You know that recurring element of crime stories, where shocked neighbors tell reporters that the criminal "seemed like a perfectly nice guy?" That's kind of where we are in the Osama bin Laden saga.

As the week begins, we're hearing more from Osama bin Laden's neighbors in Bilal Town, a leafy, upper-middle-class neighborhood with many retired Pakistani army officers in the city of Abbottabad. The Los Angeles Times describes the tourist destination, nestled in the Himalayan foothills, as "a quiet neighborhood of pastel-colored homes adorned with columns and terrazzo porches." It's now also a place with many startled residents (in the photo above, men sit on the debris from bin Laden's compound). One fruit vendor tells The Wall Street Journal that he and other locals are "stunned" that "such an important person was living--and subsequently killed--here."

Bin Laden's people, it seems, were a reclusive bunch. Locally, the Journal learns, bin Laden's heavily fortified compound, situated on an expanse of green farmland, was known as the "Waziristan Mansion," since neighbors believed it was owned by a man from the Pakistani tribal region along the Afghan border. Residents tell the Journal that one man whom they saw entering the compound identified himself as Rashid but often changed his story, claiming one day that he was in the transportation business and the next that he was a money changer. Other neighbors inform CNN's Nic Robertson that bin Laden's people identified themselves as gold merchants and kept to themselves, rarely venturing outside. When local children kicked balls over the compound's walls, they couldn't retrieve them and received money from someone in bin Laden's entourage instead (the account makes the plot of The Sandlot seem lame). Other neighbor accounts describe people only leaving the compound to go to the mosque and the fleeting image of a "stout man driving a red van." One neighbor explained to Bloomberg that she knew Arabic-speaking women lived in the house because her children heard them through the gate one day.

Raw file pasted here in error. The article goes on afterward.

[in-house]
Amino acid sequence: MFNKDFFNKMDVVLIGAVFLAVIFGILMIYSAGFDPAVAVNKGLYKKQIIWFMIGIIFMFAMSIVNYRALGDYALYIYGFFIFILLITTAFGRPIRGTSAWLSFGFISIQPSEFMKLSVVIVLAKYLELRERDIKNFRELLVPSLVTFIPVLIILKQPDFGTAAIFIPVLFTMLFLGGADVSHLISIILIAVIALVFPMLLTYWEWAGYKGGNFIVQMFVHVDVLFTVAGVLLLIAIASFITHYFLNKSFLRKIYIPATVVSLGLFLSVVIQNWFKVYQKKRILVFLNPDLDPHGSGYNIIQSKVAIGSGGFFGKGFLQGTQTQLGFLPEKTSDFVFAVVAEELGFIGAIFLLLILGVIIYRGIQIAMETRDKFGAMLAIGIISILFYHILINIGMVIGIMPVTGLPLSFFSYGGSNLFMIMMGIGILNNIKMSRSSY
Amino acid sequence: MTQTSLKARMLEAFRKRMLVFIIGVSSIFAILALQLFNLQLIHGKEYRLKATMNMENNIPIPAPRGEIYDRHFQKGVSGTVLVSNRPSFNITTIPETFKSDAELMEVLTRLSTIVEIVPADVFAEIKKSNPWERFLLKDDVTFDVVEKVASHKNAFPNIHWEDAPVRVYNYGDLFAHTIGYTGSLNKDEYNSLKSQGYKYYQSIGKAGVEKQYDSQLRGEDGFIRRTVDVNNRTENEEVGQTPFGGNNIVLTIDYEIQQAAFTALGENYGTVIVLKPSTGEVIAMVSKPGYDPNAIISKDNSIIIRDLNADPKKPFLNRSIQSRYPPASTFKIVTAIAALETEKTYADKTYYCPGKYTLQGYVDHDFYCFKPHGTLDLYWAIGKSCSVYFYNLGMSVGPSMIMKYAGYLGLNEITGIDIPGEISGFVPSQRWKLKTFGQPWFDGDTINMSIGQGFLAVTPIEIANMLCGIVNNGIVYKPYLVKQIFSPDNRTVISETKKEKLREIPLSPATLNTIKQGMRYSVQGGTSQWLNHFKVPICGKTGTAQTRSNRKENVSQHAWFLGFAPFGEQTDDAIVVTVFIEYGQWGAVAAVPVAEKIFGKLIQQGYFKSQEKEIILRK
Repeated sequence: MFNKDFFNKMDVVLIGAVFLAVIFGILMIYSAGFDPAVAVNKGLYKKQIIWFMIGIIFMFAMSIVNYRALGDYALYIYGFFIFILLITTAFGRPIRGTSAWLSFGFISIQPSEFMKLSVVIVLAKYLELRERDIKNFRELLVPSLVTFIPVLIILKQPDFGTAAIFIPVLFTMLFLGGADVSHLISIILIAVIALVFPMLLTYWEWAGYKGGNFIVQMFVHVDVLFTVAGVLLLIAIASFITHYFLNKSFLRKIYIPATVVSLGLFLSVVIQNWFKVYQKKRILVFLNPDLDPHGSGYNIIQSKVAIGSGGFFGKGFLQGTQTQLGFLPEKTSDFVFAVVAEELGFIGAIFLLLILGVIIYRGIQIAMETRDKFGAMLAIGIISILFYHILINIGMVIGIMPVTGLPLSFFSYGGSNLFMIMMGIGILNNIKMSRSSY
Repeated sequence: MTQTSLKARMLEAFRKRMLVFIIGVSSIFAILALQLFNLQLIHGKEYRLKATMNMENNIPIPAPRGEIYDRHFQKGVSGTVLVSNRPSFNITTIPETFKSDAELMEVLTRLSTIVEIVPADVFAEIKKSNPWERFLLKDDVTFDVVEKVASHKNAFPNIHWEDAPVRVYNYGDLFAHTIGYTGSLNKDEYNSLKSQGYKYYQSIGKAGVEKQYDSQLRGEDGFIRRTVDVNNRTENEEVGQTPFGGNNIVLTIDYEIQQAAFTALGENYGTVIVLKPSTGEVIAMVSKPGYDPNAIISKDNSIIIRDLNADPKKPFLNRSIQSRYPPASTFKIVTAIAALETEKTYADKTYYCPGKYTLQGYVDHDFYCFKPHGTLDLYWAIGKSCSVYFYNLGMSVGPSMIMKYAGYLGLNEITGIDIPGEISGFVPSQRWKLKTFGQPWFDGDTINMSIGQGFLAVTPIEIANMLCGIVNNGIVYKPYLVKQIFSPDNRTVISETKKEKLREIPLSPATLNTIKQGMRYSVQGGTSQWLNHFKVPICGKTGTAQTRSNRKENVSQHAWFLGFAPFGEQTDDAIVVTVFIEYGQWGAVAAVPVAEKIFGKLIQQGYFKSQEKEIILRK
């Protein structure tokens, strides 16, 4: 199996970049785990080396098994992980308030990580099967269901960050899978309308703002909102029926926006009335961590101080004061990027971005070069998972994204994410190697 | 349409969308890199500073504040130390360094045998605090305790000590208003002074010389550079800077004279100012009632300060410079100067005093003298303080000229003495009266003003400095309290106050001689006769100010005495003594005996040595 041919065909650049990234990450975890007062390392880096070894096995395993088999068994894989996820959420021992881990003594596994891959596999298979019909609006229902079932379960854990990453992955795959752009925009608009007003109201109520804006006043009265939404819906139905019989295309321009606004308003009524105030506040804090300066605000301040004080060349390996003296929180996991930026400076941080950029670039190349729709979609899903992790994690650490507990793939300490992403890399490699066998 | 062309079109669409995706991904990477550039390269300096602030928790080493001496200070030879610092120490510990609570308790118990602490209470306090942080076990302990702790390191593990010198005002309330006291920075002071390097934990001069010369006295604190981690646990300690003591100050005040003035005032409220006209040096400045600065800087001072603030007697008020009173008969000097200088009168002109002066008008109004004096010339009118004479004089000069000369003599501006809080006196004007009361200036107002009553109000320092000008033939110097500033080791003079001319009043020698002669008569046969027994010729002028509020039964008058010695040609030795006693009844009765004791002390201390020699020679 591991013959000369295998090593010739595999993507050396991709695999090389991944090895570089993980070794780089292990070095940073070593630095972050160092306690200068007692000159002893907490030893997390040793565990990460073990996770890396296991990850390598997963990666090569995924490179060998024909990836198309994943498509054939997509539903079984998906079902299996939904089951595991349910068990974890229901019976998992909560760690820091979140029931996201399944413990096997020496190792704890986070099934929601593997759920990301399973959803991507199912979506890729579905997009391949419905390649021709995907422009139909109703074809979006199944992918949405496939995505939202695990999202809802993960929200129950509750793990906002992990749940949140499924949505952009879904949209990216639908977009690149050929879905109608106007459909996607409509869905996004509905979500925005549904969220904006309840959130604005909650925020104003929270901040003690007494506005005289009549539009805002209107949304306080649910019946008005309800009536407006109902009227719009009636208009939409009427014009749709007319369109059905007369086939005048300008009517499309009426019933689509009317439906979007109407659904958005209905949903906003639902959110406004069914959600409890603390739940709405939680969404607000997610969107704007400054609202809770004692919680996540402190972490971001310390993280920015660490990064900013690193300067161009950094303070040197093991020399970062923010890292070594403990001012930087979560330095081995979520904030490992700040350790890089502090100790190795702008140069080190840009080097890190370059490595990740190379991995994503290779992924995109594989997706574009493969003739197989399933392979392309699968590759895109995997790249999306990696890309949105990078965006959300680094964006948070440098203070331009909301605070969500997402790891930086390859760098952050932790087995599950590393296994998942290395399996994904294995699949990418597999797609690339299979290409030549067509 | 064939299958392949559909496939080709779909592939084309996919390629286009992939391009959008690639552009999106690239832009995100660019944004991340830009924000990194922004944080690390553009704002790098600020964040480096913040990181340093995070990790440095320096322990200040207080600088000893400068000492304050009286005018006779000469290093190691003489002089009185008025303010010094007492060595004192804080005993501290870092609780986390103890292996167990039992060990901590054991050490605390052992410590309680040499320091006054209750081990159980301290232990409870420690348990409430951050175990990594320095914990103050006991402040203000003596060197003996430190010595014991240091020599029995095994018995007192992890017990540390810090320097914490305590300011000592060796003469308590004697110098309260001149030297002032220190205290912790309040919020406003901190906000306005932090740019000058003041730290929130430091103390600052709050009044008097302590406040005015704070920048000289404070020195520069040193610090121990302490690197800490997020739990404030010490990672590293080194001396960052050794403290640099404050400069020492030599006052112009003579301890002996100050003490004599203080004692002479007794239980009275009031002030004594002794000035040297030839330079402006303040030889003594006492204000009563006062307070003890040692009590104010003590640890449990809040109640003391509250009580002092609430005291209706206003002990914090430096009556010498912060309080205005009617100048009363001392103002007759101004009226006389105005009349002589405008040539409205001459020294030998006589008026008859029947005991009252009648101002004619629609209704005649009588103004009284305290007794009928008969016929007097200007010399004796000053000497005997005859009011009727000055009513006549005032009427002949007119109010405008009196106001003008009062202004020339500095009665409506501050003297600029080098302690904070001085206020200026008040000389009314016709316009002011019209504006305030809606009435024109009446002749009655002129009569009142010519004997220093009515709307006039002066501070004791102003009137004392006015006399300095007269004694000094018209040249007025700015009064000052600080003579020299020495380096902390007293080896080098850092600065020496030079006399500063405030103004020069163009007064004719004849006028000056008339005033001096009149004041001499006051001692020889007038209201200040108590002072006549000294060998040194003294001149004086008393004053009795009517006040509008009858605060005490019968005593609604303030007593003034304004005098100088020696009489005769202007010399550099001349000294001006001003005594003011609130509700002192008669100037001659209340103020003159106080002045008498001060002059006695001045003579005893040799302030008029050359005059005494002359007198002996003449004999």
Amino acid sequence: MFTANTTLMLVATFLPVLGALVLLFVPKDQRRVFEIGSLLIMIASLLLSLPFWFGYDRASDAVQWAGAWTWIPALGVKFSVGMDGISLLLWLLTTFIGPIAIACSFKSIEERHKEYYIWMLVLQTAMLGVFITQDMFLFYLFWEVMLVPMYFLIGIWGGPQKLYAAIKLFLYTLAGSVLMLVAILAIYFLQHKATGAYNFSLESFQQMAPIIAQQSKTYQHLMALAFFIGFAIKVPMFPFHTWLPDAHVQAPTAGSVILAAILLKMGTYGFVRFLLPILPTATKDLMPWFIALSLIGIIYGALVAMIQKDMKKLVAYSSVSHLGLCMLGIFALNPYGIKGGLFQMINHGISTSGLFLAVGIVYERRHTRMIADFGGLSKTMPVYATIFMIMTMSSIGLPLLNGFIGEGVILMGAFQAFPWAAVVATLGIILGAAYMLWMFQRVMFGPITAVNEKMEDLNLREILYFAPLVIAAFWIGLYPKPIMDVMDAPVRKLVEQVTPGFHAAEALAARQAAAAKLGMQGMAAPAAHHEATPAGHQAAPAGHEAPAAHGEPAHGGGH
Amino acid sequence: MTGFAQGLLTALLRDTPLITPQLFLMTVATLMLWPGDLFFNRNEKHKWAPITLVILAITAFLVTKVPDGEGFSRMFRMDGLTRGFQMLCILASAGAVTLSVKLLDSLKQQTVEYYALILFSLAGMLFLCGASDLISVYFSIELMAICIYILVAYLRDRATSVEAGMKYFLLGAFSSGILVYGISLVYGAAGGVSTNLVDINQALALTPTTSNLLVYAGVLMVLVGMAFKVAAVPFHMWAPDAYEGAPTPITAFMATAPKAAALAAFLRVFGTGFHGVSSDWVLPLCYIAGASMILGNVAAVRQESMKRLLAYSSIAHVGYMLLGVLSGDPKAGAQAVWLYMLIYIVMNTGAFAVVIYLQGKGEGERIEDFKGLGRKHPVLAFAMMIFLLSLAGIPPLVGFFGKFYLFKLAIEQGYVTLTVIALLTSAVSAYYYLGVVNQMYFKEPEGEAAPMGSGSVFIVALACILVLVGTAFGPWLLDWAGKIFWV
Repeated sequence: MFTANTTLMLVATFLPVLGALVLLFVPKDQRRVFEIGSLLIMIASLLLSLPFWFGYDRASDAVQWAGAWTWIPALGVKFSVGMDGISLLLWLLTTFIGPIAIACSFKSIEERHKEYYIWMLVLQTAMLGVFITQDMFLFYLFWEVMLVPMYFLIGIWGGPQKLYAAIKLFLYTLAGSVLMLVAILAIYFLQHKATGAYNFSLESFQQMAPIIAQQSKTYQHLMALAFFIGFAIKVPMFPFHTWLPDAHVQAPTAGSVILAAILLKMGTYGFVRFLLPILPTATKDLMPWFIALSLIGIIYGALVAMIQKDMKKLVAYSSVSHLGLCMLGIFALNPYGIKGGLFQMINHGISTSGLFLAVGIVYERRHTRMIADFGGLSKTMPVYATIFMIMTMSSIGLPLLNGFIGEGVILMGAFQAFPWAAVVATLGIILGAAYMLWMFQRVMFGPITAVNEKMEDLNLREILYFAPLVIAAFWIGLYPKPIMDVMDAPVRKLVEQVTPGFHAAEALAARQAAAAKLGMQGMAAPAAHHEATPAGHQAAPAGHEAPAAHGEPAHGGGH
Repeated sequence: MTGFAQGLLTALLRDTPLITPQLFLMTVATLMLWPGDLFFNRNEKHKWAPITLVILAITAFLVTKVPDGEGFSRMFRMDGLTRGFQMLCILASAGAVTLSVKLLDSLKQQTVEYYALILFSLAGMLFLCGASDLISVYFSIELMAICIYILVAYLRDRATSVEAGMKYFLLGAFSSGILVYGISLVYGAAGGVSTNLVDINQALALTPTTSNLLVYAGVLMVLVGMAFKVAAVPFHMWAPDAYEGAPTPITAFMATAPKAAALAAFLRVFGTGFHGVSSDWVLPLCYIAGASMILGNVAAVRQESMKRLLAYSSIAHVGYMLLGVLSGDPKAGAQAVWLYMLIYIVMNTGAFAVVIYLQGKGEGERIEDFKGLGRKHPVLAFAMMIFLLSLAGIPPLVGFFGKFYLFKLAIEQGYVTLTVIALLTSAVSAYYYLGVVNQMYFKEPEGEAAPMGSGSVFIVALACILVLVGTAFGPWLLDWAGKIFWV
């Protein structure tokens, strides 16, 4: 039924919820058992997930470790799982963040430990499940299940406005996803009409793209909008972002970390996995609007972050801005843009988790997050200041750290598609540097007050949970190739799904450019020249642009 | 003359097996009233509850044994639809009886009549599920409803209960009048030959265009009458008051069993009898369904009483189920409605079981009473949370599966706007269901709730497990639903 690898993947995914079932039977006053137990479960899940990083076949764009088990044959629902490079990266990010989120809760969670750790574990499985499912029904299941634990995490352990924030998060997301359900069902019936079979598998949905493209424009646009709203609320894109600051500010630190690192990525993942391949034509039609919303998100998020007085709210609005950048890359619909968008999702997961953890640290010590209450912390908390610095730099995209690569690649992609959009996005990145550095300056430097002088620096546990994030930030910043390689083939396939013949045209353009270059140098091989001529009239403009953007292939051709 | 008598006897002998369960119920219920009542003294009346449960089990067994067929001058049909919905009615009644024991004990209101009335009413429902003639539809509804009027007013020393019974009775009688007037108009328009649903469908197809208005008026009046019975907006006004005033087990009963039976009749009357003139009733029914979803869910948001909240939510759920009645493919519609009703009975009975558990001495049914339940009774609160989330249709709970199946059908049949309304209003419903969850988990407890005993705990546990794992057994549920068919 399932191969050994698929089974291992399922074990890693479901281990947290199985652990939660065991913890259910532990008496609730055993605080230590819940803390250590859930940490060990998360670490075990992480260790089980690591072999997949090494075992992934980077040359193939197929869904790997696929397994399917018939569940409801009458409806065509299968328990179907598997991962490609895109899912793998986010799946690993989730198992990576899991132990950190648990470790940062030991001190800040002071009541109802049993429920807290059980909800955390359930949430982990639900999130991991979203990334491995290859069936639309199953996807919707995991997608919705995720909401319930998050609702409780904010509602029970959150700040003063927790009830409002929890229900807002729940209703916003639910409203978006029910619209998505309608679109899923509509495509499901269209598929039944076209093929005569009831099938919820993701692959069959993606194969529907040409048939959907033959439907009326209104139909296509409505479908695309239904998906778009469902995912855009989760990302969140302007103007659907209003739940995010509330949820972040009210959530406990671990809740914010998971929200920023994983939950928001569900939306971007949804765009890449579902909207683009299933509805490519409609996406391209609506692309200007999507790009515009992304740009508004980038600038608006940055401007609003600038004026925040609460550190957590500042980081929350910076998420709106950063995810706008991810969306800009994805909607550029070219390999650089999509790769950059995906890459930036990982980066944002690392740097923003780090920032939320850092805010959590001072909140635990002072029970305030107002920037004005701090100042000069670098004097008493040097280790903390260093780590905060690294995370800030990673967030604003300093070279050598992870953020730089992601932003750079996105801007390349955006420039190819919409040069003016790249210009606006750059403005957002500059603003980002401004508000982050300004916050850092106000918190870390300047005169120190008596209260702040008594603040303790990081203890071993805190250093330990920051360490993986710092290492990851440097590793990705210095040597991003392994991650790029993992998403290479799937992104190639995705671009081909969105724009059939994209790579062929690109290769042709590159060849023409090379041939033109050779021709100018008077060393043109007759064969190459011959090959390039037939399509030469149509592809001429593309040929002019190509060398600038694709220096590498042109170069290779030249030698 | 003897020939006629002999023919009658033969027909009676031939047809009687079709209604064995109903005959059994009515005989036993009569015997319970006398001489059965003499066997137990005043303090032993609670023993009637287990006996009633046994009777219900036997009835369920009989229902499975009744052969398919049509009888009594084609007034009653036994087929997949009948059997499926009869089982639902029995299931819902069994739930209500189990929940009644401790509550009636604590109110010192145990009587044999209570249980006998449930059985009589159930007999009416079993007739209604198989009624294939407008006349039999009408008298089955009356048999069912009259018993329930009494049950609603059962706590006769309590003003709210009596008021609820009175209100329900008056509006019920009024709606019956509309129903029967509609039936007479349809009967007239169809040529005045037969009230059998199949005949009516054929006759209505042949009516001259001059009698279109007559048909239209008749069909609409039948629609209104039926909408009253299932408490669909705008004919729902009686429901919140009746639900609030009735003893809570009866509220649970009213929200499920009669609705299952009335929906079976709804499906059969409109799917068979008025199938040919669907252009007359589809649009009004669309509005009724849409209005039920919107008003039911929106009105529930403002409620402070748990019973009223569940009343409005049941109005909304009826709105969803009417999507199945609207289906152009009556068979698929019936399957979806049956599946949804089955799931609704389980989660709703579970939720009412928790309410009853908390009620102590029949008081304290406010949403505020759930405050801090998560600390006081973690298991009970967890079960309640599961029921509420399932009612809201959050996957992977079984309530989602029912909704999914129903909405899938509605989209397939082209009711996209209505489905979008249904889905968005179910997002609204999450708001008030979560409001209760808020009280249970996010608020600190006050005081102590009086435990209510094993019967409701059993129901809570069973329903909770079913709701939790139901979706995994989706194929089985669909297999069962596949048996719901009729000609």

The compound was also an intimidating place. Residents tell the L.A. Times that security cameras spied on anyone who approached. One day last month, according to Bloomberg, a neighbor knocked on the gate to recommend turning off the compound's powerful security lights because electricity is so expensive. A Pakistani opened the door and grew angry, inquiring, "Who told you to come here?"

Then there's the matter of bin Laden's food consumption habits. The grocer Anjum Qaisar, who works 150 meters from the compound, tells Bloomberg that Rashid and Akbar Khan, who owned bin Laden's compound, drove to his store regularly in a Pajero or small Suzuki van and bought enough food for ten people, favoring Pepsi and Coke equally. Qaisar said the Khans "always bought the best brands--Nestle milk, the good-quality soaps and shampoos. They always paid cash, never asked for credit." He added that while he was curious about why they bought food in bulk, "I did not want to be rude by asking." The Khans, who spoke in the Pashtu-language accents of Waziristan, told neighbors "they had fled a violent tribal feud in Waziristan to seek a calmer life in Abbottabad," according to Bloomberg.